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Coaching for Business Success: A Leader's Role in a Problem-Solving Culture

By Eric Pope, VP Operations, US Synthetic

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Eric Pope, VP Operations, US Synthetic

Within every organization, there are two primary roles:1) leaders and 2) team members. The roles of each are critical to an organization’s overall business success, but the expectations of each can sometimes be unclear and variable. Definitions of a leader’s role can range anywhere from a ruthless dictator to an effective teacher. Conversely, a team member’s role can range anywhere from a mindless robot to a strategic problem solver. Why is there such a wide variation in today’s definitions and expectations of leaders and team members?

"The Leader’s Role is to Create a Circumstance where Team Members can See and Solve Problems Everyday"

In a football team, coaches and players have clearly defined roles. On game day, there is no uncertainty whether coaches will take a snap or not. Of course, they won’t. The unique roles of a coach and a player on the grid iron are clearly defined. This clarity allows the coach and the player to execute his or her part in the team’s overall success. These clear roles also enable each to focus on improving their specific abilities to better meet the team’s combined objective. These defined roles maximize results and generate mutual respect for everyone’s contribution to the whole. Role confusion, on the other hand, causes chaos in execution, unclear skill development paths, and limited team performance.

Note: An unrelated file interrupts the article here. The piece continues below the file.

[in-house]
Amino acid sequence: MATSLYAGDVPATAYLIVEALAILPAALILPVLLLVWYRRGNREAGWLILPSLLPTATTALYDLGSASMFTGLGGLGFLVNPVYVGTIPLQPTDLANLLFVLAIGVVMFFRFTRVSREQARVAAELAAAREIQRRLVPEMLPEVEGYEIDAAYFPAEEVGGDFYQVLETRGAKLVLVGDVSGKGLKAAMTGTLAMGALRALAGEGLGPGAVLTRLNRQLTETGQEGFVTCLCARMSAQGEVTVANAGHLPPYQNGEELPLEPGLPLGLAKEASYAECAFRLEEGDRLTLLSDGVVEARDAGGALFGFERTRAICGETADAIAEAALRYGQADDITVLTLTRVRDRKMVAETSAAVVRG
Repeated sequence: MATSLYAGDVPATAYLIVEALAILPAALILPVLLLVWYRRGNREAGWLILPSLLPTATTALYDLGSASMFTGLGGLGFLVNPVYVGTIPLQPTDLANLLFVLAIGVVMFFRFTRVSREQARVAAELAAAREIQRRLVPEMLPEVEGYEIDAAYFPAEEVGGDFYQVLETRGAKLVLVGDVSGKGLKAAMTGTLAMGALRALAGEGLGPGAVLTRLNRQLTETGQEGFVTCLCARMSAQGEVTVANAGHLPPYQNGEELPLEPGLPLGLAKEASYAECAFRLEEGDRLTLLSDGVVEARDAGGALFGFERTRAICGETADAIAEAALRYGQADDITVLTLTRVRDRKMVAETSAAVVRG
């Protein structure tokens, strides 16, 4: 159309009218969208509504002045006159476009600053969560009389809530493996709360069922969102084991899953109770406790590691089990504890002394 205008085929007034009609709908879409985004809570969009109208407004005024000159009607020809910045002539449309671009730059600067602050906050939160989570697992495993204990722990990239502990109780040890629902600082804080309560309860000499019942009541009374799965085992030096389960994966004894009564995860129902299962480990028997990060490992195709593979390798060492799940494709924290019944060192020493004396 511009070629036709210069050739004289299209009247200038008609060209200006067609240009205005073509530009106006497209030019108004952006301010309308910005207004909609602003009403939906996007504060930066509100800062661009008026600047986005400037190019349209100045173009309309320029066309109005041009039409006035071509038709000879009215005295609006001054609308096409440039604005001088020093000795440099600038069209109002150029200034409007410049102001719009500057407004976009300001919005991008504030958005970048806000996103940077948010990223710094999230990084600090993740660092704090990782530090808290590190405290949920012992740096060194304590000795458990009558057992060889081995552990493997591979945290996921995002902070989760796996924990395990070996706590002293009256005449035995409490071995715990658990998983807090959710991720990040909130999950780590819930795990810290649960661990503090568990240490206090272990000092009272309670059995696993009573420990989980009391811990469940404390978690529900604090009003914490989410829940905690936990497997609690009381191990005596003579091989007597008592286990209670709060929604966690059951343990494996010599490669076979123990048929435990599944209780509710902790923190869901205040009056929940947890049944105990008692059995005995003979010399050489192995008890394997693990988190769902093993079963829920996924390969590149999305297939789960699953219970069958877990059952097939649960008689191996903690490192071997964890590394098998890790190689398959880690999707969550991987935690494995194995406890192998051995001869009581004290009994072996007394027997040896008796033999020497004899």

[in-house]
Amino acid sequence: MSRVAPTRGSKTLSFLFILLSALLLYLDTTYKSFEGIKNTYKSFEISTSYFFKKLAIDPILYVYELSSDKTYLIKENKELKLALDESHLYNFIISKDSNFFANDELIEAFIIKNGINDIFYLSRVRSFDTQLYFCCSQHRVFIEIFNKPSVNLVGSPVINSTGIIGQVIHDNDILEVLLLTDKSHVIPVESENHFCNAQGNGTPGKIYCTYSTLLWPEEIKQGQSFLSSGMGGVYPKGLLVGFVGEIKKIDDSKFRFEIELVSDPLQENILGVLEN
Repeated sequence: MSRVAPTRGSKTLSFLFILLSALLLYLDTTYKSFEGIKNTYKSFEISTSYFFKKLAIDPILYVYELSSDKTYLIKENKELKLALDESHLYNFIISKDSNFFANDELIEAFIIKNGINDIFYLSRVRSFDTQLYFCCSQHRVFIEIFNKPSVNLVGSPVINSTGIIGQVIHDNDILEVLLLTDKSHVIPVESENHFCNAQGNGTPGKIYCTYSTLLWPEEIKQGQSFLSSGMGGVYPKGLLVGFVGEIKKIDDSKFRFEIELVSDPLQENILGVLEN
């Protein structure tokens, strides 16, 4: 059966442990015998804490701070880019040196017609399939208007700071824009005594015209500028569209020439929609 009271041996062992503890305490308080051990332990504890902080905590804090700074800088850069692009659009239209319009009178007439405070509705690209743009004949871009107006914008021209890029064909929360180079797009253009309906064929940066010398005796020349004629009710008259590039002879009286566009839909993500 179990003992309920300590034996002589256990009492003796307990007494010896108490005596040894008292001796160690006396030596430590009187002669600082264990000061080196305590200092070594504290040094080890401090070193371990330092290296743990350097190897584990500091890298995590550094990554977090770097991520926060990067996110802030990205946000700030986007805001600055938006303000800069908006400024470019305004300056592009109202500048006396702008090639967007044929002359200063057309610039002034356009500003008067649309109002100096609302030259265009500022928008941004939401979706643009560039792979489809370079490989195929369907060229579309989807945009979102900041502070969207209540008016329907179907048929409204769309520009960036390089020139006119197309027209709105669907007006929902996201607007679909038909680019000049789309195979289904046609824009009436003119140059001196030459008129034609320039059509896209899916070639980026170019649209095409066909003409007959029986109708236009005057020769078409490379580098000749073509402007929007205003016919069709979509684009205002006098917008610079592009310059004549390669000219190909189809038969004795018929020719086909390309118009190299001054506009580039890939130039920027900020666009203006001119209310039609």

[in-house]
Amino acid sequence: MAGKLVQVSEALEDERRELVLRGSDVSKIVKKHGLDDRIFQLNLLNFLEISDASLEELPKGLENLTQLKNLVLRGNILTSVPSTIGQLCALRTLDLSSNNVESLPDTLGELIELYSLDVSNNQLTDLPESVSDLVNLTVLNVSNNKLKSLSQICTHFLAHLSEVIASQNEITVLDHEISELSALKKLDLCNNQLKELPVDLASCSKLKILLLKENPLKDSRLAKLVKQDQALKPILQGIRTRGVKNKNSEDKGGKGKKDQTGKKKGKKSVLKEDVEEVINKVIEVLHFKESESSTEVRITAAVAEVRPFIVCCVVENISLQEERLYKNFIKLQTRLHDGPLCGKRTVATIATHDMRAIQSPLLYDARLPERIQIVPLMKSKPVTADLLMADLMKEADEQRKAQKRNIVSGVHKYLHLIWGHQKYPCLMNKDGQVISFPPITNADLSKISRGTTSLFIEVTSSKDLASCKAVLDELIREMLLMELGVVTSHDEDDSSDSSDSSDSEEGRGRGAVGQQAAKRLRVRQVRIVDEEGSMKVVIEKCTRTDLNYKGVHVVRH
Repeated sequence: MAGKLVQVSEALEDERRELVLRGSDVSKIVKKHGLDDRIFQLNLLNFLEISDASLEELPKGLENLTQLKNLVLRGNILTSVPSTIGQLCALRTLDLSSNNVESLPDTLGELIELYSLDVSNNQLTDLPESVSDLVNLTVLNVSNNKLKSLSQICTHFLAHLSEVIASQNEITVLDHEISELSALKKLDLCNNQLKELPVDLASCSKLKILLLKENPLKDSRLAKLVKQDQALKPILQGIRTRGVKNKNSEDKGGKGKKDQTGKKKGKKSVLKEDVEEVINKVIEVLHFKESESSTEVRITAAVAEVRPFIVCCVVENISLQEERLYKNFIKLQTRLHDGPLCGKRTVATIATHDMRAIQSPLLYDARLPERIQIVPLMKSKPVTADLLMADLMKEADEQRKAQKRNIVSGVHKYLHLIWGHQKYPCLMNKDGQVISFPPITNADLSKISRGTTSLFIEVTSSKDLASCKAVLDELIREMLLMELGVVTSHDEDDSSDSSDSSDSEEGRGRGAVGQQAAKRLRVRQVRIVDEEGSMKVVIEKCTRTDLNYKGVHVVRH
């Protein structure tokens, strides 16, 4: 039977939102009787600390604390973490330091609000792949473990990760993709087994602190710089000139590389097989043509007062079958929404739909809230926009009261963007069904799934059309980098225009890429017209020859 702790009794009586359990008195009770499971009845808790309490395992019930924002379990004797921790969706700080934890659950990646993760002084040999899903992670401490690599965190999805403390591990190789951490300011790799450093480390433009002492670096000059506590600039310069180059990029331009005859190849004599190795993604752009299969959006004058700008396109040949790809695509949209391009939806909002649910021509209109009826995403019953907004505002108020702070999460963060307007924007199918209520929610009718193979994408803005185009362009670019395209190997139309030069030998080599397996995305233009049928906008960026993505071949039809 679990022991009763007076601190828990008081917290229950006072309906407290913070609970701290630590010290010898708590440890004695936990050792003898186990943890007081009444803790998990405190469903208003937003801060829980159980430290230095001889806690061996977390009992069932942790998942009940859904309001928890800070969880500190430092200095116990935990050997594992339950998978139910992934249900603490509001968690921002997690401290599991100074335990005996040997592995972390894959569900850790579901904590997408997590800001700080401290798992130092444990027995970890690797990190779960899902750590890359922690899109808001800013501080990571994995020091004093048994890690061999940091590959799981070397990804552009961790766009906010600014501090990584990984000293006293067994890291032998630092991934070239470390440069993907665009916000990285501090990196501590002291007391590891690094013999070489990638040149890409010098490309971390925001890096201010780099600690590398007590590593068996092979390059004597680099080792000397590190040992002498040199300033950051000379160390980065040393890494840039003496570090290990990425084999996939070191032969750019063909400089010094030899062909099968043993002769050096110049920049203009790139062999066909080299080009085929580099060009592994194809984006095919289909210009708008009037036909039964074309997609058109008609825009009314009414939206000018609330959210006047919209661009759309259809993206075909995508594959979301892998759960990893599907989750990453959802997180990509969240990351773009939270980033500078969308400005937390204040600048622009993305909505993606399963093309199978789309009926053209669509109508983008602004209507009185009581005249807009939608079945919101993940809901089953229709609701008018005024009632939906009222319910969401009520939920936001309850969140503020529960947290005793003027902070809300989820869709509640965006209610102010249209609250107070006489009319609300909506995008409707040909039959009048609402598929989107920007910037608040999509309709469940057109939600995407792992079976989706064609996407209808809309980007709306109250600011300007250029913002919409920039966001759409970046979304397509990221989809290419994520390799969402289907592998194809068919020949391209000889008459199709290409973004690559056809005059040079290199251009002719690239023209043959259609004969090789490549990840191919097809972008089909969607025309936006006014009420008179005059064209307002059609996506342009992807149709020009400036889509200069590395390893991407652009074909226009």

So what is the role of a leader? The most common role seen in today’s business culture is that of a hero. A hero is someone that possesses one or more skills uniquely different from others within the organization. Due to these unique skills, the hero leader can do things others cannot and therefore the hero’s role is to sweep in and save the day. When trouble calls, team members within the organization look and rely on the hero to save them. This model is the natural evolution of leadership within an organization, but offers the lowest form of leadership style. Hero leadership evolves from role confusion.

Role confusion stems from the pattern of promoting leaders. This pattern begins with a team member who has high skill, in depth knowledge, and gets great results within his or her current role. Eventually these skills, abilities, and results get noticed and lead to an eventual promotion. The day following the promotion, what kind of work does this talented individual do? What does he or she do when problems arise? How does this new leader drive results going forward? Is his or her work different now that he or she is a leader? The reality is they will solve problems as they did as a skilled team member. Their mindset and behaviors do not change. This is how hero leaders are born.